he single most pervasive set of autobiographical myths available to the Victorians concerns childhood--a fact of central importance because the genesis, conventions, and problems of autobiography are so intimately related to this period of human life. What complicates this subject is that~ as several recent authors have shown, modern conceptions of childhood, immaturity, and the process of maturation are barely two centuries old. Earlier in human history one encounters few of our most basic assumptions about the nature of the child and his relation to the adult. The Dutch psychologist J. H. van den Berg thus points out that "pedagogic manuscripts of the past do not contain anything on the nature of the relationship between old and young. Even the greatest authors do not mention the subject," and, moreover. "before Rousseau, nobody ever mentioned maturation.'' What surprises us about even Rousseau's discussion of the process of achieving maturity is that he conceives it as extremely brief, whereas today we assume it takes man~ years. Looking at the historical evidence, van den Berg concludes that "nowadays two separate states of human life can be distinguished: the state of maturity, with all the mature attributes belonging to it, like birth, death, faith. and sexuality; and the state of immaturity, which lacks all these attributes."
Furthermore, the "invention" of childhood seems to have been occasioned by the same forces which produce autobiography--the need and ability to choose between various roles. Thus, a major reason "for the child's increasing childishness and for the origin, the lengthening, and the deepening of maturation~ is in "the multivalent pluralism peculiar to modern maturity.' For most of the history of civilization, the child has followed closely in the footsteps of a parent, adopting the same occupation, social position, sexual role, and political and religious allegiance. Today, freer to choose--condemned to choose--among many alternatives the adult makes a series of decisions which succeed in establishing a "small and relatively simple domain in this complex society; to the rest we are blind, we do not see it, and so we can act as if it were not there." But wandering within a confusing welter of partially comprehended and often competing sign-systems, the child has not yet learned to choose and survive. "That is exactly what being a child means--to be defenceless against this multivalency and to shrink back from it."
Positing a relationship between modern conceptions of childhood and the growth of autobiography in the starkest terms, one would state that at that point in human history when choices become so abundant, autobiography, the justification of one's choices, becomes increasingly important as a literary mode. This relationship does not take the form of simple cause and effect; that is, the growth of modern conceptions of immaturity did not produce autobiography. ather it seems more likely that both the modern notions of immaturity and of autobiography are alike responses to a changing cultural situation in which the individual is increasingly required to make choices which earlier were rnade for him which, in other words, did not exist before.
Although the inventions of both childhood and literary autobiography owe much to modern pluralism, the role of childhood within this literary mode is even more complex than this historical relation might suggest. As LuAnn Walther argues m her essay on "The Victorian Invention of Childhood," part of the complexity arises in the fact that many Victorians were able to hold, simultaneously, two contradictory conceptions of childhood:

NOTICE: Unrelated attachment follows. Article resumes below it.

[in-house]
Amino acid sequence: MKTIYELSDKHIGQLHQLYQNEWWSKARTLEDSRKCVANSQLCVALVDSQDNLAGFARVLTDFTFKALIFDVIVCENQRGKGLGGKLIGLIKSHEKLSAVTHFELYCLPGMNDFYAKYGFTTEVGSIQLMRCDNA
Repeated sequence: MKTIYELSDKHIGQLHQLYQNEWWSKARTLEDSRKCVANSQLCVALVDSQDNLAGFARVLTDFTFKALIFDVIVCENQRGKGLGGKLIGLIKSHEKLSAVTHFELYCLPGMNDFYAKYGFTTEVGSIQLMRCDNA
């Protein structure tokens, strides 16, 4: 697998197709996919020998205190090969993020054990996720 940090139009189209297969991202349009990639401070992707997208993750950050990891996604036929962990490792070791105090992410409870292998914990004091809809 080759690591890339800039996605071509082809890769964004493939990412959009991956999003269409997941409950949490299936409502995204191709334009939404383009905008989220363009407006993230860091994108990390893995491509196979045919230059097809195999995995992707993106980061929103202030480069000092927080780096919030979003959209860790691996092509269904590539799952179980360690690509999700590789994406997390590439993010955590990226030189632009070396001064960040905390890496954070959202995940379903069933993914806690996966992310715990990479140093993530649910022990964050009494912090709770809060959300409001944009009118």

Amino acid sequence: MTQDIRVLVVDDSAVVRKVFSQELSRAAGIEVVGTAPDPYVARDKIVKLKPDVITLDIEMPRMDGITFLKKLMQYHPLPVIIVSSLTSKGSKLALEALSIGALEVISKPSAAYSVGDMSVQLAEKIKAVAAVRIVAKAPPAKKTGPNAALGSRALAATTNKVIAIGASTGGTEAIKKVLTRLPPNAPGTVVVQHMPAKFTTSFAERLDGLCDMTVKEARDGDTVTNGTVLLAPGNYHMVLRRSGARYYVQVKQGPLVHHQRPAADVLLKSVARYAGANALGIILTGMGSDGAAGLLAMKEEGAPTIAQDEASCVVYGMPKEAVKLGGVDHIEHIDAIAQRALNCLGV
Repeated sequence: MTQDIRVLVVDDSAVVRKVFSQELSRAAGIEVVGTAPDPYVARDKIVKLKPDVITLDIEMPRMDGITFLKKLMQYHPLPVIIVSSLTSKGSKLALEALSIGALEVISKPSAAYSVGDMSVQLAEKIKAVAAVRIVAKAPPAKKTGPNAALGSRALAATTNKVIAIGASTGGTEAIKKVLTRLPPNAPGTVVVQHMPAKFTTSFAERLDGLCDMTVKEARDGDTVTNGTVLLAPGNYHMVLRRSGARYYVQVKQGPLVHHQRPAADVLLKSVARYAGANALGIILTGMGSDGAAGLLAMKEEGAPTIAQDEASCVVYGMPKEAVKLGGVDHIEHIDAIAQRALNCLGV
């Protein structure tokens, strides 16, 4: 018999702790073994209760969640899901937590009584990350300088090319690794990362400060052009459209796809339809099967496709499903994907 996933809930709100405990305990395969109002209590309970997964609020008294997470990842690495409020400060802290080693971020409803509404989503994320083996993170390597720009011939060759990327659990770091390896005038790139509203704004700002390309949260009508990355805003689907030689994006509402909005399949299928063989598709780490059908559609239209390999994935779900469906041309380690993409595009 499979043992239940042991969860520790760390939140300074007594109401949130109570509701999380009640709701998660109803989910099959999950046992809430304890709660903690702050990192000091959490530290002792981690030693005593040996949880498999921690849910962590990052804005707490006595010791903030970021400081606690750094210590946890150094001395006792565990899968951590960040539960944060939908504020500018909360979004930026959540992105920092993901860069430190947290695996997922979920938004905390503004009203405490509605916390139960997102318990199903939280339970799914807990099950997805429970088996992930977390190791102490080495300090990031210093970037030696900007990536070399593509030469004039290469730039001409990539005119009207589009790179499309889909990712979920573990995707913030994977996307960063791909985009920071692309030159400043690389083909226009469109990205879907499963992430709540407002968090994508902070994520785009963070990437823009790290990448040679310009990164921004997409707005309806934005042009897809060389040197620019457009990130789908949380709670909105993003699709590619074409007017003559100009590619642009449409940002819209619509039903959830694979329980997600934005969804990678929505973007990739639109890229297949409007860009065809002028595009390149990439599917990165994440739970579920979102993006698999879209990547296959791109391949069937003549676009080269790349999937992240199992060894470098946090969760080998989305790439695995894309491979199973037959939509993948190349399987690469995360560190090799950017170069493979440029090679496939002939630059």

On the one hand the child was the source of hope, of virtue, or emotion: along with the angelic wife, he was the repository of family values which seemed otherwise to be disappearing from an increasingly secular world.... But at the same time, and of course much less obviously, the child was a hardship, an obstacle to adult pleasure, and a reminder of one's baser self. He might be innocent, untainted by sexual knowledge, uncorrupted by the world of business, free from the agony of religious doubt; yet he was also potentially wicked and needed constant guidance and discipline.
These contradictory attitudes towards childhood create, in turn, two tendencies in the portrayal of youthful experience by Victorian autobiographers. "First, is the need to emphasize childhood adversity, to portray oneself as not having been spoiled by overindulgence, even, in some cases, to have deserved hardship. Second, and in conflict with this, is the desire to present childhood as an Edenic, blissful state, a time of past blessedness, a world completely different from the grating present." From this recognition follow several important points, the first of which is that one must be verv careful about relying upon such evidence to create a histor~v of Victorian childhood or child-rearing practices. The historian, in other words, must not only determine the accuracy of such frequently harsh pictures of childhood, many of which conform as much to the demands of a literary mode as to actual experience, but he must also determine wh~ such stereotypes were culturally necessary. Within literary autobiography the Edenic conception of childhood also had a clear function, since, as Walther points out, "it provided the autobiographer with a workable approach to the past and it allowed him to create, in the richness of memory, a place of repose from the harsh 'fast-hurrying stream of Time' which threatened him."
Last modified 1988